It seemed like it would be cohesive in terms of it being a kind of hip hop music video. The voices in my previous film are English and purposefully jarring whereas with this one, I wanted to have a blandness. Everything seems sophisticated and it’s almost quite bland in the same way music videos drift along at a similar tone and speed.

The fact that there’s a female character voiced by a man is to enforce the unreality of the situation that nothing quite sits together. The female character is dealing with the ‘geometry’ of the text whereas the male character deals with the froth and phlegm of the body.

Although the film has a very strong visual language, there seems to be an irony to it. The shiny car shot as if in a slick advertisement is incongruously parked in a low ceiling, claustrophobic carpark. Can you talk a bit about this?

I actually chose the carpark because I thought it was really slick and high-end and very clean and it felt like a TV studio. It wasn’t dingy or sordid. It felt like an equal object to the shininess of the car. So it wasn’t chosen with that irony in mind. It ended up in the film coming across more claustrophobic and cramped. However, I was also looking to present a series of containers: a static space with a static car with static people with a static text.

It’s failing to be something deliberately. We used the modes of music video production so the camera isn’t still at any point. I was trying to get the energy only present in those types of videos so you have this floating, fluid impossible camera movement the whole time.

But this does feel in contrast to the stilted way the characters are sitting for example. There’s a distortion of the hip hop video formula.

It is doing that but it’s all done with love. It’s coming from a place I really like so I’m not seeking to destroy it. It’s trying to inhabit something. I’ve been fascinated by this camera work for a while so I wanted to force it together with my own interests and methodologies and see what came out at the end.

Can you tell us about the costumes in the film?

I followed a process with a fashion photographer to curate the outfits. We discussed the character traits going through the dialogue. The contrast was important, as well as what they contained in themselves. There’s an organic element to the female character’s dress (made of fake hair) and the other costume is very rigid (a motorbike outfit with geometric camouflage). The VR headset was also a choice. A defining element to his ‘look’ was the headset. I wanted it to be a full-body look. As well as these aesthetic choices, I was interested in using a fashion photographer because of his very direct route in terms of being a professional in the industry.

Elliot Dodd, The Manbody, 2017, 4K digital film

This professionalism seems important to the video.

Yeah, I was working with lots of people I respected. They’re working in a high level in their industries. There was an element of getting a job done in a more direct and professional way than an ‘ephemeral’, artistic route.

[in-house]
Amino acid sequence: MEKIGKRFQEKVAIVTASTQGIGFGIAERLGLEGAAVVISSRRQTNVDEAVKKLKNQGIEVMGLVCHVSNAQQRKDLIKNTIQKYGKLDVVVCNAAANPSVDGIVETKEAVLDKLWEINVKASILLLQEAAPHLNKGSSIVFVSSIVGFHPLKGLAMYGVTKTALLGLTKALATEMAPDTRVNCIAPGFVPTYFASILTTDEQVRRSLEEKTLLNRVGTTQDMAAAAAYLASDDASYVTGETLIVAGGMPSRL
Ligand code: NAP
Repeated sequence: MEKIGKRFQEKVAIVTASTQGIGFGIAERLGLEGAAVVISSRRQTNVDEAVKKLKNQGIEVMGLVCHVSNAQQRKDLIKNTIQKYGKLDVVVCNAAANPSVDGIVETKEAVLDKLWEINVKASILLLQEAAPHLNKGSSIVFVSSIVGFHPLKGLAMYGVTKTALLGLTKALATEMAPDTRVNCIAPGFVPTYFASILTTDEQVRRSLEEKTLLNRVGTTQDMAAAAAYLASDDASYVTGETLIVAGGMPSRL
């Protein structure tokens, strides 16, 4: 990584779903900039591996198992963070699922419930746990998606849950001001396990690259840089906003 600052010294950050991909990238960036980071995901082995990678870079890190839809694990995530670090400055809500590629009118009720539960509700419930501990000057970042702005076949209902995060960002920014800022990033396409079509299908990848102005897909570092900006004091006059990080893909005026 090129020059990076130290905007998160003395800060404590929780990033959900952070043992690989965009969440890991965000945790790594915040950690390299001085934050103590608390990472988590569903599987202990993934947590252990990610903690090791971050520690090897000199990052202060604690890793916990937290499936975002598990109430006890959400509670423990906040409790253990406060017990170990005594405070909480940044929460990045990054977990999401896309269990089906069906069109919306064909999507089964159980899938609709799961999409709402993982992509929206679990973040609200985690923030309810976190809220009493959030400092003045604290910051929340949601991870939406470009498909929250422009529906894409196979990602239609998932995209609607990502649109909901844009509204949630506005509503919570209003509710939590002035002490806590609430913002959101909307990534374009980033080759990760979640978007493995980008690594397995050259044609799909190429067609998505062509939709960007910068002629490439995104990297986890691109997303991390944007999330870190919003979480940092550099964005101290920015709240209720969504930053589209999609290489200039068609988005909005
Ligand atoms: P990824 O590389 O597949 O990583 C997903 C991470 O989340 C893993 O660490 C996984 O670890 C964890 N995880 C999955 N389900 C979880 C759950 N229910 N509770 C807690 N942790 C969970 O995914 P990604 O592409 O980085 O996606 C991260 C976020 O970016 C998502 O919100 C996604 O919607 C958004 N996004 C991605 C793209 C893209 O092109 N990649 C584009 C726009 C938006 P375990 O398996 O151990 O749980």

It’s interesting that the production of the artwork actually worked in the same way as a genuine hip hop video.

That was the key thing. It had the feeling of a proper shoot – a lighting guy, a camera person, someone doing the tracking shots, hair and make up. That’s the case in all the work I do. I need to sort of blind myself from it being art and instead feel like I’m drawing a diagram or logo or inventing a new product.

To distance yourself from it being an art object?

Well, I do want it to be viewed in a gallery context. I think that’s a really efficient and interesting way to look and analyse things. But in the making of it, I can get more excited about it if I feel I’m inhabiting a different, defined world. In this case, that was music video production.

 

Elliot Dodd (B. 1978 Jersey, Channel Islands) lives and works in London. He studied at the Royal Academy Schools, London 2013–16. Previously he completed his BA at The Slade School of Fine Art, UCL London 1998-2002. Recent exhibitions include: Virtually Real, collaboration with HTC, Royal Academy of Arts, London, 2017; Semi Self Reflections, Rockelmann &, Berlin, 2017; SUNDAY Art Fair solo presentation, London, 2016; Event Horizon, Gabriel Rolt Gallery, Amsterdam, 2014; Switch, Baltic, Gateshead, 2012; Pluscom, Milton Keynes Gallery, 2013; Ear Found, Ana Cristea Gallery, New York, 2012.

Zabludowicz Collection Invites: Elliot Dodd until 28th May

Zabludowicz Collection 176 Prince of Wales Road, London NW3 3PT. www.zabludowiczcollection.com

About Tabitha Steinberg

Tabitha Steinberg is a London based artist and writer who primarily works in media such as video and sound. She is particularly interested in the crossover between art and technology. She is currently studying Fine Art in London and writing her thesis on Francis Alÿs and Abbas Kiarostami’s use of the car in their work.